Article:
Written by Erika Villarreal - Contributor for CS Insider
It’s been one year since I completed my first Customer Success certification. I had been job searching for a month and I was struggling to communicate my experience to hiring managers.
You might be in a similar position. Breaking into Customer Success is challenging. Especially if you’re from a non-SaaS background.
Knowing tangentially about these terms and responsibilities and knowing how to communicate your understanding of them are two different things.
After numerous failed interviews, I realized I needed to change my approach and learn how to position my experience as a value add to the company.
Then I met Andrew Cartwright. He worked for one of the companies I had applied for a role at that time. I was browsing through his LinkedIn profile and noticed he had a Customer Success certification badge from Success Hacker. He had also taken Pulse’s certification and many others. So, I was curious.
I reached out to him and asked about the certifications he had taken. He highly recommended them, especially for someone who was just getting started.
So I thought it would be easier to take one of those certifications and save me time from googling all these different concepts and trying to discover which content would be better to spend my time on. I was trying to absorb as much as possible in the shortest time.
If you’re considering whether it’s worth getting certified in Customer Success, here’s what I learned.
No one mentioned my certification during the interview process. In fact, you’ll be hard-pressed to find it as a job requirement in Customer Success. Aspiring CS mistakenly assume having a certification will land them a job. Don’t make this assumption.
Yes, completing a certification shows that you’re more serious about a career in CS, but it isn’t a magical pill. It’s the spark that ignites your path toward competence and mastery.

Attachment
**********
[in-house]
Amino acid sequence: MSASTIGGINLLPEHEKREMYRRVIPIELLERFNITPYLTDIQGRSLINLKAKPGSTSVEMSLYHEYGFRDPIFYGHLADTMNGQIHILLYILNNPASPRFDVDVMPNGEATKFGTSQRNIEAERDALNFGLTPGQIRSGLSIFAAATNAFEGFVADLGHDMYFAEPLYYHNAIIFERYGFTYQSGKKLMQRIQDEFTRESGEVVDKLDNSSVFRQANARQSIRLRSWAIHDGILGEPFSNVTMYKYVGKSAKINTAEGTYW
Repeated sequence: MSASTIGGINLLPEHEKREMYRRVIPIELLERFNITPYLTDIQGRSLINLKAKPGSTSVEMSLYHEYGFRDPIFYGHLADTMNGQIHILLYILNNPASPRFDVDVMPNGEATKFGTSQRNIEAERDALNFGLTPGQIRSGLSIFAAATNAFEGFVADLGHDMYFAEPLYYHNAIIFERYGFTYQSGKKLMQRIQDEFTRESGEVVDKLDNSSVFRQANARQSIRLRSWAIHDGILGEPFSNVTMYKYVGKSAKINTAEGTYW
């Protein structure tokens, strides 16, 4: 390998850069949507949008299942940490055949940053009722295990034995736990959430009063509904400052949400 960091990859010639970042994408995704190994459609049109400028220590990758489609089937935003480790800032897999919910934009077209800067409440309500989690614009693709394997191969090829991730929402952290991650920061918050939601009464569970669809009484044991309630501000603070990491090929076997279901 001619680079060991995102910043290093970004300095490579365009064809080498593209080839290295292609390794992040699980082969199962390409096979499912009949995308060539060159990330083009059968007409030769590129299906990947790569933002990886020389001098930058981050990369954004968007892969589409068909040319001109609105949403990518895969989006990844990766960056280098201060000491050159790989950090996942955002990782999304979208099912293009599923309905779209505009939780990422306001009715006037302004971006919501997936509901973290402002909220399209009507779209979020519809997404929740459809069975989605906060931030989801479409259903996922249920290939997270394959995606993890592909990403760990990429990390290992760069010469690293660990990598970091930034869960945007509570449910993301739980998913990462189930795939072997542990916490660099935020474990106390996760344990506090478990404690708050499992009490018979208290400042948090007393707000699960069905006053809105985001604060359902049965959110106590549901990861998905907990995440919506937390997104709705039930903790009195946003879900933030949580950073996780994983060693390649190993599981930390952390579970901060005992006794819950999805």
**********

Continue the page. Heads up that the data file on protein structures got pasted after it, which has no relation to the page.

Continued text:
I like having structure when learning the basics.
Certification programs are designed to:
If you want a clear path through the learning process, then certification is a fine approach.
After I took my first certification, a few things changed.
Even if I didn’t have all the experience listed as “required”, I was able to let hiring managers know I could do it. Being confident plays a big part in both interviewing and in a CS role.
If you want to break into the industry and are short on cash, there are plenty of free places to start. But if you have some extra money and are serious about devoting the time necessary, here are two good options from my experience.
The first certification I took was SuccessCoaching: CCSM Level 1.
I recently started Practical CSM’s certification. I recently completed Level 1 and 2 and look forward to finishing Level 3 and 4 soon.
Taking a CSM certification will not guarantee you a job. And completing it won’t mean you’re a competent CSM. That only comes with actual experience. But it can help you be better prepared.
Taking these certifications has been a game-changer for me and totally worth the money. Again, it doesn’t mean I’m an expert. It doesn’t mean I’m qualified to make more money or get a promotion. But I am no longer afraid to put myself out there. These certifications have given me the confidence needed to dive deeper and fill in my gaps.
If you’re feeling stuck, overwhelmed, or confused about where to invest your resources, consider the certification path. Invest in yourself. No one else is going to do it for you.
I wanted to make the transition from a CSM role to a manager for a long time. But how did I get there? Through many mistakes, one thing stood out above all: I had to be a CSM to myself. To treat my career the same way I treated customers. Here’s what that looked like.
As a leader, you’re never 100% sure what your reports think of you. But knowing who you should be towards them is of utmost importance. Here are three key things you should be as a leader in Customer Success.
Having domain experience can help you stand out when applying for your first Customer Success role. This could be expertise in retail, education, hospitality, accounting, etc. Here are some things to do and avoid when targeting a CS role in your domain.